Its not always what we do, but who we are that leaves the greatest impact, for if I do one million deeds but refuse to love a single person, I will go unseen... and even worse, Jesus himself will remain confined in the human eye. Its not for business, but for adventure! Its not for church, but for community! Its not for riches, but wealth in resources! Its not for me, but for all who desire to dream! Today is a day for redemption if you simply set aside the things that continue to tell you you can't, and just follow your feet because chances are you'll end up on someone's doorstep!

Until next time, have another full day of work, love, rest and of course a delicious cup of coffee!

Sunday, January 22, 2012

Redlands: A Place I Call Home

There are plenty of reasons why I love living in Redlands.

1. The weather is pretty much amazing... I mean, it gets hot but its really only 'hot' for about two weeks, and it barely gets cold enough to wear a beanie.
2. Redlands is super close to the mountains if you want snow, and super close to the beach if you want waves.
3. It's where I grew up so chances are anywhere I am, I have (mostly) fond memories.
4. There is such a rich history here that I believe is rather unique... and this is where I find my inspiration to write today.

I checked out this book called "Redlands and Certain Old Timers" from our historic library and within two pages was already captivated by it. It is a very small book but written from a perspective that speaks very highly of the people who were the first to settle in this area.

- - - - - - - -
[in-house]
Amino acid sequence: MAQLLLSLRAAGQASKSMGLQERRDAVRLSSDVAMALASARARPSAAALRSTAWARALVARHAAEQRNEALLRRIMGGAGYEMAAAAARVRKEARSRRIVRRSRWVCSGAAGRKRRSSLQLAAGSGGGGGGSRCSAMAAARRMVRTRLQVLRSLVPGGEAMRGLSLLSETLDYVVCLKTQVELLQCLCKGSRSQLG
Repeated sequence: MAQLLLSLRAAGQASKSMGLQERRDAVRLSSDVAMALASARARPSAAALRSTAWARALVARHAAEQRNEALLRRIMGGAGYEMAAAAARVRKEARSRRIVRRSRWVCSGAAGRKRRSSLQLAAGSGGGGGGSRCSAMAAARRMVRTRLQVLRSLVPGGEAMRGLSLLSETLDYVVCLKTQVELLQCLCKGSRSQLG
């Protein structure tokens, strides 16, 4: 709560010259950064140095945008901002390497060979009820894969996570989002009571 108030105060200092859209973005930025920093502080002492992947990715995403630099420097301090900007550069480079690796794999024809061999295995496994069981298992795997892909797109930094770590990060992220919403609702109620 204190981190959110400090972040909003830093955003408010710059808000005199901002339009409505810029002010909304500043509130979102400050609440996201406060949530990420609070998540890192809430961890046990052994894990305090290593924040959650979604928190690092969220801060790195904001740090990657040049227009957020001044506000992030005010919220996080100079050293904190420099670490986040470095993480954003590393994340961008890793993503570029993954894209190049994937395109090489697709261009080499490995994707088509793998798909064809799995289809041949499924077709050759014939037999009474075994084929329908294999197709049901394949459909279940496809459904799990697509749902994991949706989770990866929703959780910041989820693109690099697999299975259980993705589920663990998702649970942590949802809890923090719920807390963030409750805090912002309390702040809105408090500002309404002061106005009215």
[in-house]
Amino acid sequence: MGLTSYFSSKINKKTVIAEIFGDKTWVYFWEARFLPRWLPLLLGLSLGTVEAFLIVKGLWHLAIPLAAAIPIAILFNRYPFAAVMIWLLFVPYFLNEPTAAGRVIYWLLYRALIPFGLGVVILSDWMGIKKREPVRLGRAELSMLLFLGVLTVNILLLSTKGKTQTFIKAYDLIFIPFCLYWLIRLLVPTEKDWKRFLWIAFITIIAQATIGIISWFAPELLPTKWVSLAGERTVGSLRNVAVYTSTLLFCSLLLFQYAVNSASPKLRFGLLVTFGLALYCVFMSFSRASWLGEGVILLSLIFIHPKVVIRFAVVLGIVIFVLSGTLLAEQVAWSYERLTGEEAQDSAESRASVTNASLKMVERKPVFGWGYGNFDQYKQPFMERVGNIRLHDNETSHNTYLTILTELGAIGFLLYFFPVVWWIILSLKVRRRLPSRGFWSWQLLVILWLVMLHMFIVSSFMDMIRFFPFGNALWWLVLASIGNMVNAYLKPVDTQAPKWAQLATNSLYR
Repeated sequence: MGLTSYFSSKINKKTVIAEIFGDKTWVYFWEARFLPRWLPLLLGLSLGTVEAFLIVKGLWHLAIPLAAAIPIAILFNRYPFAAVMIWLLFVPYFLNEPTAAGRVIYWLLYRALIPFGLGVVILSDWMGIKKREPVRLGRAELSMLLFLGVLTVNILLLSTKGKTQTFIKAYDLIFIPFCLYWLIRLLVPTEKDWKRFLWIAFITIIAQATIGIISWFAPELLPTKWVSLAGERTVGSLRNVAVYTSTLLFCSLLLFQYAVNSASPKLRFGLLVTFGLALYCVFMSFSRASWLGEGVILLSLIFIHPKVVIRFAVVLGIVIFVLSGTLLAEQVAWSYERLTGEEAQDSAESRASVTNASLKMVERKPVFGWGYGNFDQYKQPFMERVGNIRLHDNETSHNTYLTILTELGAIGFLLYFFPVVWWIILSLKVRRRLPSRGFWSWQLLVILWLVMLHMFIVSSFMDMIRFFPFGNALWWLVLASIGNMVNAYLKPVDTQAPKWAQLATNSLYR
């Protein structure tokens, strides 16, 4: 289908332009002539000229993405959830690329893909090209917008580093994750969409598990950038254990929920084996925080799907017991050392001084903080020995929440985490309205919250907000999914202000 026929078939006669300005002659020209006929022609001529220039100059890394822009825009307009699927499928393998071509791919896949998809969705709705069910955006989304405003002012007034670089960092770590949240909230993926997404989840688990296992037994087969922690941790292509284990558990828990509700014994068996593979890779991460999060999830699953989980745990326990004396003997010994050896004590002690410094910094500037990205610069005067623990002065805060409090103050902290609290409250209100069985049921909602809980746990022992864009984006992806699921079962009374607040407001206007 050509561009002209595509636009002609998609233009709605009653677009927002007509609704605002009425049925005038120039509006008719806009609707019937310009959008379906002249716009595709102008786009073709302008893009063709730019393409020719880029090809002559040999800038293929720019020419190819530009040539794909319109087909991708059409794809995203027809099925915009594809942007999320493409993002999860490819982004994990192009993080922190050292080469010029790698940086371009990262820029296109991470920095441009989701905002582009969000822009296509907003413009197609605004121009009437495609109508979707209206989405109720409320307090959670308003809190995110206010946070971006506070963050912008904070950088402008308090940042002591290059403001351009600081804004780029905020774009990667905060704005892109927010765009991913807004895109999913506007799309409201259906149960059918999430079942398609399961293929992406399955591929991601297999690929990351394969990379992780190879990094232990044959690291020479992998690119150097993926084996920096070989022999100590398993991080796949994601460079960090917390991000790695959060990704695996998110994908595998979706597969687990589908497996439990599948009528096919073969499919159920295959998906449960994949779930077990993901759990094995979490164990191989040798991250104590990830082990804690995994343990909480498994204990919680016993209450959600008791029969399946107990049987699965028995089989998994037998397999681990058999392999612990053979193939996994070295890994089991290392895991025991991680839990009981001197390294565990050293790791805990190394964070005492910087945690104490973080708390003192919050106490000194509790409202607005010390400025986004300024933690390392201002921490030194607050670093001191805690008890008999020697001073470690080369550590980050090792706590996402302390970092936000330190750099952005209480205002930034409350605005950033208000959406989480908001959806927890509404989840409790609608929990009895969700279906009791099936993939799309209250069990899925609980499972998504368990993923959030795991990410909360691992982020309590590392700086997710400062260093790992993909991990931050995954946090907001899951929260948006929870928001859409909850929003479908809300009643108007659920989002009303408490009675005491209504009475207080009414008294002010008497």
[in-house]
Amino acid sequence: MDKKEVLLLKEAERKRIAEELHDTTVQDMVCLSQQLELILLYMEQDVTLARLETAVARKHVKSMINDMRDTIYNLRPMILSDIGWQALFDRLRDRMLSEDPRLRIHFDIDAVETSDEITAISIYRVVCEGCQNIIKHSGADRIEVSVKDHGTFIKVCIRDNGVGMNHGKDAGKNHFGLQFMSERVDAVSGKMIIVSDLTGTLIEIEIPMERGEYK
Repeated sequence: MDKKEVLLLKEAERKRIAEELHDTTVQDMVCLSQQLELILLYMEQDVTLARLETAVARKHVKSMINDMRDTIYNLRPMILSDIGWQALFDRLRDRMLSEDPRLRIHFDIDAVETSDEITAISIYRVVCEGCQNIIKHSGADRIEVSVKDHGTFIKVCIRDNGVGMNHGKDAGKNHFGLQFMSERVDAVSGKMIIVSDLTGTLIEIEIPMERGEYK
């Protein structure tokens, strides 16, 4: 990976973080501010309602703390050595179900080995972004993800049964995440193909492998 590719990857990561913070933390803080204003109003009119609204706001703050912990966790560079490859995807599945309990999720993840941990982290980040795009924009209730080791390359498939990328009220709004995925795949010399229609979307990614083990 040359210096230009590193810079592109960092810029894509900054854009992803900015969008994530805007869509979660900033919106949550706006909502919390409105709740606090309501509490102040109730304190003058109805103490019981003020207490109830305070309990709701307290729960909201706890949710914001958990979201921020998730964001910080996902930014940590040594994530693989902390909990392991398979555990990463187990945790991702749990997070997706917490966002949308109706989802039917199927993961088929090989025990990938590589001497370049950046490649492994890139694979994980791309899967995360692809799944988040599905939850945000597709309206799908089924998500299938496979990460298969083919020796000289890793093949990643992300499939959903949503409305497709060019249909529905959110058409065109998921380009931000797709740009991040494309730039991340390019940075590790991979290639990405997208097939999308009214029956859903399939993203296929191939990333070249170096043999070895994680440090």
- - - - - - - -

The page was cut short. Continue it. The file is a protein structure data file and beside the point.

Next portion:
Interesting fact #1: The first person to own property in what is now considered Redlands was a woman. She was also the first to open a passable road between here and Los Angeles. Her name was Maria Armenta Bermudez.

Interesting fact # 2: The Pledge of Allegiance was written for the 400th anniversary of Columbus' discovery of America, it was also used in the patriotic program which Redlands had on that same day. A first grade teacher at Kingsbury School had her class salute the flag at the end of each day if there had been no tardiness or absenses. A man by the name of General Lawton had his son in her class and when General Breckenridge visited, he witnessed the salute by the first grade class. He then went back to Washington DC and requested the salute be done at an large gathering. This was then written to the first grade teacher by Mrs. Breckenridge:

"All the distinguished men and women in the East were there and the children gave the salute, which was beautiful and impressive and created much praise, enthusiasm and applause. It was mentioned as coming from the California children. I thought that you would like to know it, since it is all owing to you."

Since then, the salute to the flag has spread over America.

It is very interesting learning about the history of the place you live. It is so easy to just live your daily life without recognizing the foundation that has been laid out for your town. It is easy to assume that it's just a city. But cities are where people dwell. That means there are stories associated with those people. This book really only gives a short glimpse into these stories, but on my quest in learning the history of Redlands I thought an appropriate place to start was with people.

Until next time, when you are walking downtown stop and take a look at the plaques you find on the outside of the buildings, you never know what you'll find!